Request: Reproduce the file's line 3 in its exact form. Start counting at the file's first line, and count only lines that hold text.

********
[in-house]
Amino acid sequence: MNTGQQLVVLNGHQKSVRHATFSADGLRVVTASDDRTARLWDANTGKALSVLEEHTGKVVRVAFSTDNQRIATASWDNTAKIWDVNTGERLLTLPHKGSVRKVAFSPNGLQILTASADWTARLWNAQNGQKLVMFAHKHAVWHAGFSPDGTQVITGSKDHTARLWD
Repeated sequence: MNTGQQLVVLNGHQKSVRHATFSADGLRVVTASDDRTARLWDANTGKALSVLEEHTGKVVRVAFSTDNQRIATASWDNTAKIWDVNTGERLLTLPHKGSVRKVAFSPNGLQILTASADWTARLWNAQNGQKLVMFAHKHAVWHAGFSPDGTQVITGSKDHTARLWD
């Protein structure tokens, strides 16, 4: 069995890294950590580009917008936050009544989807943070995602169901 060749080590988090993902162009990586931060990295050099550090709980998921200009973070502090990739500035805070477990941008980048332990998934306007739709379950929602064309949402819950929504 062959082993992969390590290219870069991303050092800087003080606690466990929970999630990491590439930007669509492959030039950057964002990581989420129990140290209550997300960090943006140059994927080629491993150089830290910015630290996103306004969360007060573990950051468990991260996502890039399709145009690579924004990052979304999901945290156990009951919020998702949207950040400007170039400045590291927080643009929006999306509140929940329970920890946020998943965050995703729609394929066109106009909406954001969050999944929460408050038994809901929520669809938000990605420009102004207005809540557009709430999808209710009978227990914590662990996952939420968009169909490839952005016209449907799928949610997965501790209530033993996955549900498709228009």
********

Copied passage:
Repeated sequence: MNTGQQLVVLNGHQKSVRHATFSADGLRVVTASDDRTARLWDANTGKALSVLEEHTGKVVRVAFSTDNQRIATASWDNTAKIWDVNTGERLLTLPHKGSVRKVAFSPNGLQILTASADWTARLWNAQNGQKLVMFAHKHAVWHAGFSPDGTQVITGSKDHTARLWD